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Is your succulent looking different? Is it growing tall and thin, leggy, and all stretched out?
If this is happening to your plant, it means your succulent suffers from etiolation. In plain English: your succulent is growing in insufficient light.
Sad to say, once the damage is done, it can’t be undone. But it can recover. And you can end up with more plants in the process. Win!
Let’s take a closer look at this stretched Crassula perforata. Find out why this happened, and what to do to fix it.
Why do Succulents Stretch out?
Succulents etiolate or stretch, when they have a lack of sunlight. This can happen to succulents kept outdoors in a shady spot but is most often found in succulents kept inside our homes.
When a succulent does not have enough light it will try to get closer to where ever the light comes from. It will change the way it grows to get to as much light as possible.
It will start to lean over, and if it still doesn’t get more light, it will stretch itself out just to get a little closer.
All the plants’ energy should go into being the best plant it can
How to recognize a stretched succulent
Your succulent will show you when it doesn’t get enough light. Here’s what to look out for.
It will start subtle, the leaves will start to point down. Plants curl leaves to give themselves a larger leaf area for the light to hit them.
Keep an eye out for this. If you catch it early enough you can move the plant closer to the window, or maybe spoil it with a grow light. These special lights used to be quite large and expensive, but there are currently great smaller and more affordable grow lights available.
If the succulent is not moved towards the light, it will slowly start leaning toward the light. In its quest for light, the succulent isn’t using its energy to grow new leaves but uses its energy to grow faster.
What you will see is your succulent stretching and growing taller with wide gaps between the leaves. Again, this is another way the plant tries to get more light.
How to fix a stretched succulent
The unfortunate thing is that when your succulent is stretched, you can’t undo this.
When you notice the first signs of your succulent stretching, obviously provide it with more light.
Find the brightest and sunniest window in your house for your succulent. The stretched part of the plant won’t un-stretch, but new growth will be stacked more closely together.
To fix it, you should give the plant a new start by cutting it down and propagating its parts. This takes some drastic measures, but in time will leave you with multiple new succulents.
- Stretched out succulent
- Succulent soil
- Pruning shears
- Start by cutting off the top of your succulent, the crown. Make your cut on the bottom of the first etiolated stem part. This way you have the whole crown and enough stem on the cutting to plant it later.
- Next, we're taking stem cuttings. Cut off the stem with at least two leaf pairings on it. Gently strip off the bottom leaf. This will give you the stem cutting with at least one leaf on top, and a leaf without a stem. Both can be propagated.
- Continue taking stem cuttings. How many cuttings you take depends on how tall your succulent is, and how far down you want to prune.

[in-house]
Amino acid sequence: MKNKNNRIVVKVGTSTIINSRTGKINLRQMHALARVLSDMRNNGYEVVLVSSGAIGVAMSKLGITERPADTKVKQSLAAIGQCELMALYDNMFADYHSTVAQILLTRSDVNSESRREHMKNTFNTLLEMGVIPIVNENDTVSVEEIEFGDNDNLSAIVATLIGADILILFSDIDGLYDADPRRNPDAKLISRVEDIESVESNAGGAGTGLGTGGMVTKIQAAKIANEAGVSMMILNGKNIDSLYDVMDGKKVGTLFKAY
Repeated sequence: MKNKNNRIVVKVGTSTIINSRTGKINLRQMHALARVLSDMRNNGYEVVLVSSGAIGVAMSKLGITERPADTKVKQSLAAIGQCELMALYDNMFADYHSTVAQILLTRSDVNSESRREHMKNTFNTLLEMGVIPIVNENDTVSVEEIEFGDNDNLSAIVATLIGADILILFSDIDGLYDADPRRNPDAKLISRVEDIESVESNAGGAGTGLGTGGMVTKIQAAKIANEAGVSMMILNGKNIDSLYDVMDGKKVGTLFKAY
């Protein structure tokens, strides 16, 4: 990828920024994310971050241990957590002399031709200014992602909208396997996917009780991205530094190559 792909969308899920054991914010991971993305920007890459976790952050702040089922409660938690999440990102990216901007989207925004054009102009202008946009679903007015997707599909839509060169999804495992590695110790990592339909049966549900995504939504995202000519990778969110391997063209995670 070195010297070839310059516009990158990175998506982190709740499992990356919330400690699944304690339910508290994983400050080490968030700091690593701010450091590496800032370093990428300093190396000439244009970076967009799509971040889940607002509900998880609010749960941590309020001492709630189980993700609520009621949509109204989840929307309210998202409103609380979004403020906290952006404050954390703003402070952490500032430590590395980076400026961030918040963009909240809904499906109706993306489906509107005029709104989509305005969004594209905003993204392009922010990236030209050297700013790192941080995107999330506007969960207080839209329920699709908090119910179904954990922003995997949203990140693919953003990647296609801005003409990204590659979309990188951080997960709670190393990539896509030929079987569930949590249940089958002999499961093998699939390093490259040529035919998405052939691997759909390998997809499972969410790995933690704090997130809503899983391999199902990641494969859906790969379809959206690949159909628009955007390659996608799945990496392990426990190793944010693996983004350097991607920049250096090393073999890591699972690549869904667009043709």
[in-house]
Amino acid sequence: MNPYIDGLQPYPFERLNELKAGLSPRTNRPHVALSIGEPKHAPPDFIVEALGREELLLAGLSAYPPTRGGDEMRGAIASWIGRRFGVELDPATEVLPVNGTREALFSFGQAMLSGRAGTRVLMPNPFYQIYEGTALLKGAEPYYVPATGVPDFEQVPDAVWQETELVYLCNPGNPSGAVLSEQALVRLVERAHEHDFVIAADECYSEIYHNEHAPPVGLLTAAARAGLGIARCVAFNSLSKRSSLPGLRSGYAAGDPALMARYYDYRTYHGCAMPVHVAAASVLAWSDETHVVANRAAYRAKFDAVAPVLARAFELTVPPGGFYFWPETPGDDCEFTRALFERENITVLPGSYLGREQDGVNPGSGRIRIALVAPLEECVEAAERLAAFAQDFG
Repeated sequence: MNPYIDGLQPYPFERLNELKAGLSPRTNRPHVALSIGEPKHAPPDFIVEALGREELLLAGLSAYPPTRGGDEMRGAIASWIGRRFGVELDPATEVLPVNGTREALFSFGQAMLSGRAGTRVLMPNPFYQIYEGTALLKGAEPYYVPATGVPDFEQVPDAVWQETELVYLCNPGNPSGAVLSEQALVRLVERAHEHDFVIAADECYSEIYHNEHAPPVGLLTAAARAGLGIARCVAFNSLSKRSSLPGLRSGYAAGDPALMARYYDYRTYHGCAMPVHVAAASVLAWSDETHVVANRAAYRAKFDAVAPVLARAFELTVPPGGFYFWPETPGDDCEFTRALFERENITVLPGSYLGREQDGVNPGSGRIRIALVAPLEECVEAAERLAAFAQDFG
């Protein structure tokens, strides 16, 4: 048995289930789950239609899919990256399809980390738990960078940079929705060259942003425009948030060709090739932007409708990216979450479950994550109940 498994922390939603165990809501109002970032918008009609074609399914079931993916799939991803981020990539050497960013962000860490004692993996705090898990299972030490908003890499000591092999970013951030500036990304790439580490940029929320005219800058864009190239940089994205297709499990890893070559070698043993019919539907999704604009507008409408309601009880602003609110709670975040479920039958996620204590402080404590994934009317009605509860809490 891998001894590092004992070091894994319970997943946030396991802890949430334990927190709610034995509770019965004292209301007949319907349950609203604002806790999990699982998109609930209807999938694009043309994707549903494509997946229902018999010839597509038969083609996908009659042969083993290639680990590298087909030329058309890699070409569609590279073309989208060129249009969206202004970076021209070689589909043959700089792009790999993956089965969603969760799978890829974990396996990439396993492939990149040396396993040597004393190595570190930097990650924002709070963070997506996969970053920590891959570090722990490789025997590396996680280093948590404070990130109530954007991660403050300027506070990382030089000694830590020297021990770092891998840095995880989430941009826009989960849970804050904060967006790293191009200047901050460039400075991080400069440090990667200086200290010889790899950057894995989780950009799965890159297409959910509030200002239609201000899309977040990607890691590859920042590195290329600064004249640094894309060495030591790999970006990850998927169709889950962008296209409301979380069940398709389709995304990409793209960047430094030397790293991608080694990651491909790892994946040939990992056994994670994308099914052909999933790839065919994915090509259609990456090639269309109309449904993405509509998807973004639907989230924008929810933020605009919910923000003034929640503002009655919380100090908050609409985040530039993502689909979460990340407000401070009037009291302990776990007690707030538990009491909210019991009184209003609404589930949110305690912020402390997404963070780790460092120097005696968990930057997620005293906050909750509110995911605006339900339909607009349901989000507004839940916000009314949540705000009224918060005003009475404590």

- I cut this crassula stem all the way down, making sure to have at least one leaf pair remaining. Placed in a sunny spot this last leaf pair will continue to grow.
- Let the cuttings dry out for one or two days.
- Place your cuttings on a layer of well-draining succulent soil, or mix some sand and or perlite in with the regular potting mix. Stick the stems of the crown and stem cuttings into the soil. The loose leaves can be placed right on top of the soil.
- Now the only thing left to do is wait for the cuttings to grow roots and show new growth.
After a while, the stem parts will grow new roots and start to grow new crowns. Most likely more than one.
The loose leaf pairs will take a lot longer to root, but with patience, these
When your cuttings turn into new plants and you are waiting for them to start growing, give them plenty of bright indirect light. As soon as you notice new growth, you can move them closer to the window and let them enjoy some more direct light.
About three weeks later, the succulent crown has rooted nicely and is showing new growth. The stem cuttings have rooted as well and are all growing two new crowns. Still waiting for the leaves to root. Patience is a virtue.
What I do know is that what once was a leggy, stretched out succulent, is now transforming itself into a new full plant.
How to fix a stretched Echeveria succulent?
Now, what about if you have a stretched out Echeveria succulent?
It’s simple and very similar to fixing the Crassula above. I got this Echeveria setosa that has stretched a bit and has some sunburnt bits.
It is not living its best life as it is. Let’s fix it.
Start by beheading the crown of your leggy Echeveria.
Don’t feel bad. You are not hurting your plant. You are helping it.
Make sure the crown has a piece of bare stem that you can plant in soil, so you might have to carefully remove a few bottom leaves.
Remove all the leaves still on the remaining stem.
Now you have the crown, a bunch of loose leaves, and a little stem stump. All these parts can be propagated into healthy new plants.
Let the crown cutting and leaves callous over. Next, you can plant the crown in the soil, and then lay the leaves out on well-draining soil.
The crown will root and continue to grow, the leaves will start growing roots and new plants can grow from the cut-off part of the leaf. The stump will take some time but will grow new little baby plants around the sides of the stump.
Let’s fix all those leggy, etiolated stretched out succulents and make more plants!
If you want to read more about Succulent care, read How to Grow Succulents Indoors.
Drop any questions you might have in the comments, I’m happy to help and love to talk plants!